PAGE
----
One of the classic books on critical theory in photography is Roland Barthes Camera Lucida. One of the last pieces written by Barthes, he writes as series of short essays and thoughts on photography. Specifically he tries to understand why some photographs resonate more with him than others. Why do some photographs, no matter their historical or artistic significance resonate and other do not? Why do some family photographs matter more than others? Is there is system or coding system that can allow him to understand why images work and don’t work. Camera Lucia is broken down into two parts. In the first part, he attempts to understand how to see and react to a photograph. The second part of the book is more of a look at specific images and reactions to parts of an image that can cause a photography to have significance. In part one of this podcast, we look at the first part of the book and focus on how studium and punctum can help us better understand photography.
From this work, he divides our understanding of photographs into two categories: stadium and punctum.
Means “to study.” From this analysis we can understand why photographs work. What was the intention of the operator (photographer). What understanding is applied by the spectator (viewer). Photographs that sit in this realm can inform, represent, surprise, signify and awaken desire within the spectator. However, most all photographs live in this realm and as a result are forgotten as soon as they are out of sight. They lack the something that makes a photography stay with the viewer.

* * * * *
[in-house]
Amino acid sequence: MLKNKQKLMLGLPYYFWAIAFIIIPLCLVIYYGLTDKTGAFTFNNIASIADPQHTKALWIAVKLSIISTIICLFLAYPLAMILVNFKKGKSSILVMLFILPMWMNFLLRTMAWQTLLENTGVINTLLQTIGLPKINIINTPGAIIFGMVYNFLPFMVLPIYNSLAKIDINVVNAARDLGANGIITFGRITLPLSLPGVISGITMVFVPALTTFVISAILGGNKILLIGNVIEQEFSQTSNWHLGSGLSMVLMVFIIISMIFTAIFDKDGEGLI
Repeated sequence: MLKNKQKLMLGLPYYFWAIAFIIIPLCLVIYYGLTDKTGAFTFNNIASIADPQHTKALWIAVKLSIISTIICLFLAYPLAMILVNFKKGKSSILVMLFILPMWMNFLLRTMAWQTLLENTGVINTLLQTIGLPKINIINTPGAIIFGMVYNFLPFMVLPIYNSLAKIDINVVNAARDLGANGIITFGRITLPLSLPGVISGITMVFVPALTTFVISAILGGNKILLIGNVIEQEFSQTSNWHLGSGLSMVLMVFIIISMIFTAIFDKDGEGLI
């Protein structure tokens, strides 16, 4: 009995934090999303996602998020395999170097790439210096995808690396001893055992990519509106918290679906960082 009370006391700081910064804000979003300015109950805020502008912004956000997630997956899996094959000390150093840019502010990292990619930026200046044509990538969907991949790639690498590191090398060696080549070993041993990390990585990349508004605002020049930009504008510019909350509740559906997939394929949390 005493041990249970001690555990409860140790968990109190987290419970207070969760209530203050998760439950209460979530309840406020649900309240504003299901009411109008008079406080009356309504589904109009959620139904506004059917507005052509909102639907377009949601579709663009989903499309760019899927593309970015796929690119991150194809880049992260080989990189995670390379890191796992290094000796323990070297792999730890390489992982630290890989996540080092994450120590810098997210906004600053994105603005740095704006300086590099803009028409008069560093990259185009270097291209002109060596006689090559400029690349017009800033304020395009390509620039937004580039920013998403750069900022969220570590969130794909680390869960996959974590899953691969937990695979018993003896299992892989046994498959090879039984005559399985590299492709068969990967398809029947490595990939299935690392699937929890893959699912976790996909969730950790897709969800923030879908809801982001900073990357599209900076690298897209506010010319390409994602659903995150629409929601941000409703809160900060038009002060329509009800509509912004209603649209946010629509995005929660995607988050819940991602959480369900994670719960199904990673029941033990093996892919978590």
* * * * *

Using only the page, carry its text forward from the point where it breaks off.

This is the element of a photograph that has the viewer stay with the image. It makes the image have personal meaning to the spectator. Punctum is like being shot by an arrow. It is a pressure that is applied like a bruise. It leaves a mark. What Barthes realizes is that this is unique for everyone and that when this moment or pressure happens. The photograph become animated and alive. The characters and objects in the frame become real.
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